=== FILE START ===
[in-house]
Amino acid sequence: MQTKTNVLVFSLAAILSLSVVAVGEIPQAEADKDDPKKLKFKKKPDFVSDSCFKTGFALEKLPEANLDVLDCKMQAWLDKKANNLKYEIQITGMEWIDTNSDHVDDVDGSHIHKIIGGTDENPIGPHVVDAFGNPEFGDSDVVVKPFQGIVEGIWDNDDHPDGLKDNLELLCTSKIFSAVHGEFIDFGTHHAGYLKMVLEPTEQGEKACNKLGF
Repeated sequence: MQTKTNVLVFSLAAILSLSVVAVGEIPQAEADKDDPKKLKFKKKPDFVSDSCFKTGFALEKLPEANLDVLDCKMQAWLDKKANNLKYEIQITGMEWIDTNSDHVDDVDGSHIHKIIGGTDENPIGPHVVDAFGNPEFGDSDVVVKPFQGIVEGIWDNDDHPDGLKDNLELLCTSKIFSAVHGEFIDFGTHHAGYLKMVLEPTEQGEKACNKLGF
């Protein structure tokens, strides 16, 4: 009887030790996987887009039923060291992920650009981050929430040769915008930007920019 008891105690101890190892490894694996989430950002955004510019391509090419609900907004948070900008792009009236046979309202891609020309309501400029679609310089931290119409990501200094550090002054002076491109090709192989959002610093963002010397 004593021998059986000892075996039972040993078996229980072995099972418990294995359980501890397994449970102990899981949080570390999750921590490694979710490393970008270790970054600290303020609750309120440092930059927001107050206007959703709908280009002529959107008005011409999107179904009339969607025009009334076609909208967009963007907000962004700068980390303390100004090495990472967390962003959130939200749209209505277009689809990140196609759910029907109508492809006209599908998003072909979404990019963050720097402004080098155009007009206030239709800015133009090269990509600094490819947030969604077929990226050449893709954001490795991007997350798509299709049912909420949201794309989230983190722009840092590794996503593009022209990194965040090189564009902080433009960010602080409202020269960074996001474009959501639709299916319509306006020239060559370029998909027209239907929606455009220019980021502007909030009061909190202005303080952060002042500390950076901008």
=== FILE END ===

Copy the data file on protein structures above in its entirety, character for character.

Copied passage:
[in-house]
Amino acid sequence: MQTKTNVLVFSLAAILSLSVVAVGEIPQAEADKDDPKKLKFKKKPDFVSDSCFKTGFALEKLPEANLDVLDCKMQAWLDKKANNLKYEIQITGMEWIDTNSDHVDDVDGSHIHKIIGGTDENPIGPHVVDAFGNPEFGDSDVVVKPFQGIVEGIWDNDDHPDGLKDNLELLCTSKIFSAVHGEFIDFGTHHAGYLKMVLEPTEQGEKACNKLGF
Repeated sequence: MQTKTNVLVFSLAAILSLSVVAVGEIPQAEADKDDPKKLKFKKKPDFVSDSCFKTGFALEKLPEANLDVLDCKMQAWLDKKANNLKYEIQITGMEWIDTNSDHVDDVDGSHIHKIIGGTDENPIGPHVVDAFGNPEFGDSDVVVKPFQGIVEGIWDNDDHPDGLKDNLELLCTSKIFSAVHGEFIDFGTHHAGYLKMVLEPTEQGEKACNKLGF
């Protein structure tokens, strides 16, 4: 009887030790996987887009039923060291992920650009981050929430040769915008930007920019 008891105690101890190892490894694996989430950002955004510019391509090419609900907004948070900008792009009236046979309202891609020309309501400029679609310089931290119409990501200094550090002054002076491109090709192989959002610093963002010397 004593021998059986000892075996039972040993078996229980072995099972418990294995359980501890397994449970102990899981949080570390999750921590490694979710490393970008270790970054600290303020609750309120440092930059927001107050206007959703709908280009002529959107008005011409999107179904009339969607025009009334076609909208967009963007907000962004700068980390303390100004090495990472967390962003959130939200749209209505277009689809990140196609759910029907109508492809006209599908998003072909979404990019963050720097402004080098155009007009206030239709800015133009090269990509600094490819947030969604077929990226050449893709954001490795991007997350798509299709049912909420949201794309989230983190722009840092590794996503593009022209990194965040090189564009902080433009960010602080409202020269960074996001474009959501639709299916319509306006020239060559370029998909027209239907929606455009220019980021502007909030009061909190202005303080952060002042500390950076901008």